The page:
The Daejeon Jindos
Through Hyunjoo, Ms. Jung has told me all the Jindos were meat market rescues: despite her own poverty, she purchased 14 of them on different occasions between 2005 and 2007. Some were already in the hands of butchers; others were on trucks; others were about to be sold to markets. About a year ago, Ms. Jung went back to Asan to reclaim the eight who still hadn’t been adopted or taken into foster care.
A mother and daughter pair share the only enclosed pen in the front yard. The wooden pens to the side of the house have no doors or latches, so the other six Jindos are tethered to prevent fights. One Jindo, Samsuni, was in a fight at the Asan shelter and has a split lip that will never completely heal. Vanilla, the most dog-aggressive Jindo in the group, lost an ear in a separate fight.
Since the last time I visited, Ms. Jung had taken in two more dogs from a local dog meat supplier. Both dogs are very friendly—a large mixed-breed named Boksil now lives in the house with the smaller dogs, and a stocky extra-large dog named Mideum is chained in a corner in the front yard.
Hyunjoo told me Mideum is a traditional “yellow dog,” bred to be meat. Hwindong, the medium-sized dog who fathered the puppies, repeatedly teased Mideum when I was there but Mideum showed no reaction.
Compared with other private shelters in Korea, conditions at Daejeon Paws are probably well above average—so many “shelters” seem to be the work of kind-hearted individuals with few resources and no real plan. Many of the little dogs here are elderly or very shy—for those dogs, staying with Ms. Jung for the rest of their lives may be the happiest ending possible. Still, four years after the Daejeon 150 became famous, it’s sad to see six Jindos (and one new dog) chained up and living outdoors.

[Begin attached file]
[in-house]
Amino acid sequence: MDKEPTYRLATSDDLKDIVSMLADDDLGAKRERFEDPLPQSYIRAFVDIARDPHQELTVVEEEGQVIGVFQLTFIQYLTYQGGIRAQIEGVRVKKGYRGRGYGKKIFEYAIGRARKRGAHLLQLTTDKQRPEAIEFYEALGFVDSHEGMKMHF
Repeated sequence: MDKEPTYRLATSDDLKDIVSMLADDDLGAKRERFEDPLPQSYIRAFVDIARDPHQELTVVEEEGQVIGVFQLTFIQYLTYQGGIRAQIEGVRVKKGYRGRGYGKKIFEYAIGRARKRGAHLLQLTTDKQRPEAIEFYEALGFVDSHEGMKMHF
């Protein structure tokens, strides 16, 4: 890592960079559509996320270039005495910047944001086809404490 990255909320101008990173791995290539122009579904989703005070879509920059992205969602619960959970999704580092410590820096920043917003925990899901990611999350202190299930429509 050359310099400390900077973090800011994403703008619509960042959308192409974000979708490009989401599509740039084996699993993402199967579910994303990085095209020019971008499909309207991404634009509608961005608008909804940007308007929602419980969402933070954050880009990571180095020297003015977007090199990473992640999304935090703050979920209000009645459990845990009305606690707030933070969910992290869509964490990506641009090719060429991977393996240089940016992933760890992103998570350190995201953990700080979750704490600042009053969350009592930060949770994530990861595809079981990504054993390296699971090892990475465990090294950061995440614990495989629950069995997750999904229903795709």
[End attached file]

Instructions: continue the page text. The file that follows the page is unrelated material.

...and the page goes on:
Tanpoong’s adoption last year was one of several success stories involving Ms. Jung’s Jindos. Hayley left Asan in 2010 after at least three years in shelters and instantly housetrained herself. In Hayley’s adoption post on Animal Rescue Korea, her foster father Martyn described her as “very clever and very well adjusted despite all the crap and isolation she’s had to put up with.” After months of working to gain her trust, Martyn placed Hayley in a permanent home and she now lives in the United States with another rescued Jindo.
Jinger and Copper were both taken into foster care in 2010, but their foster mother couldn’t give them up.
It all started when a few Asan volunteers used the ARK message board to send an urgent request for help. Jinger had been attacked by another dog, and the volunteers were worried that her wounds might get infected. After some discussion, Vicki Madsen agreed to take Jinger home to recover.
Vicki was in Korea as a military spouse, having left her own two dogs in the United States in her mother’s temporary care. She had no plans to adopt a dog during her time here—but she recently returned to the United States with four new rescues, including Jinger and Copper.
Copper (a white Jindo named after the colour of her eyes) was set to fly to the United States for adoption and was in foster care undergoing heartworm treatment. When Copper’s first foster mother had to leave Korea, Vicki couldn’t stand the thought of the gentle dog having to return to Asan. There was one complication: Vicki’s husband had just rescued a dog himself.
“Three dogs?” he asked her.
“My husband finally gave in when I agreed he wouldn’t have to care for her at all,” Vicki said soon after the new addition. “It would be all my job. Of course that went by the wayside. He helps me take them out and feed them and everything and he’s trying to work on her so she isn’t as afraid of men.”
But Vicki also worried that Copper would have a hard time adjusting to another home if she stayed with Vicki’s family for much longer.